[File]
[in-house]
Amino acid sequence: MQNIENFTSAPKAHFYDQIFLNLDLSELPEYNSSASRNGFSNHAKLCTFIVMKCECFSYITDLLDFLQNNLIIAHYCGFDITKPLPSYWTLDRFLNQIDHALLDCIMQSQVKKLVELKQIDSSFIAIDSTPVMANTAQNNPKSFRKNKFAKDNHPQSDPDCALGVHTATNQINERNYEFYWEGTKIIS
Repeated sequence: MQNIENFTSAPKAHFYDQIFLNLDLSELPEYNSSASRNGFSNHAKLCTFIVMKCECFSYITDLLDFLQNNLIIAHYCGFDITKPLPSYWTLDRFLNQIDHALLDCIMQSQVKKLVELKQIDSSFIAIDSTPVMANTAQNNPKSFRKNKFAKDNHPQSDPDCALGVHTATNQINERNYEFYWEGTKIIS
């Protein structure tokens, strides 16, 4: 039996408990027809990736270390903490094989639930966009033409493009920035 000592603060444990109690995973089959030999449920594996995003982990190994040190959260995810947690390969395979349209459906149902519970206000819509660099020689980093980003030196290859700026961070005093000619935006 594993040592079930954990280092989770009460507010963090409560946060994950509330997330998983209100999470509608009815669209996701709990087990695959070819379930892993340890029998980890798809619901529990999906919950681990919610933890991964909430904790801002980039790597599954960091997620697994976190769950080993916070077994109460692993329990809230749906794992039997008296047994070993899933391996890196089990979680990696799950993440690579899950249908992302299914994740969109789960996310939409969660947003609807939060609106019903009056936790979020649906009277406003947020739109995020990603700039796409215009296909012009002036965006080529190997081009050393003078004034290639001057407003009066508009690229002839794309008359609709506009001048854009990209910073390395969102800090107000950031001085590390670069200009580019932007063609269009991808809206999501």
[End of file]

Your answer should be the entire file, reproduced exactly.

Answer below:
[in-house]
Amino acid sequence: MQNIENFTSAPKAHFYDQIFLNLDLSELPEYNSSASRNGFSNHAKLCTFIVMKCECFSYITDLLDFLQNNLIIAHYCGFDITKPLPSYWTLDRFLNQIDHALLDCIMQSQVKKLVELKQIDSSFIAIDSTPVMANTAQNNPKSFRKNKFAKDNHPQSDPDCALGVHTATNQINERNYEFYWEGTKIIS
Repeated sequence: MQNIENFTSAPKAHFYDQIFLNLDLSELPEYNSSASRNGFSNHAKLCTFIVMKCECFSYITDLLDFLQNNLIIAHYCGFDITKPLPSYWTLDRFLNQIDHALLDCIMQSQVKKLVELKQIDSSFIAIDSTPVMANTAQNNPKSFRKNKFAKDNHPQSDPDCALGVHTATNQINERNYEFYWEGTKIIS
């Protein structure tokens, strides 16, 4: 039996408990027809990736270390903490094989639930966009033409493009920035 000592603060444990109690995973089959030999449920594996995003982990190994040190959260995810947690390969395979349209459906149902519970206000819509660099020689980093980003030196290859700026961070005093000619935006 594993040592079930954990280092989770009460507010963090409560946060994950509330997330998983209100999470509608009815669209996701709990087990695959070819379930892993340890029998980890798809619901529990999906919950681990919610933890991964909430904790801002980039790597599954960091997620697994976190769950080993916070077994109460692993329990809230749906794992039997008296047994070993899933391996890196089990979680990696799950993440690579899950249908992302299914994740969109789960996310939409969660947003609807939060609106019903009056936790979020649906009277406003947020739109995020990603700039796409215009296909012009002036965006080529190997081009050393003078004034290639001057407003009066508009690229002839794309008359609709506009001048854009990209910073390395969102800090107000950031001085590390670069200009580019932007063609269009991808809206999501």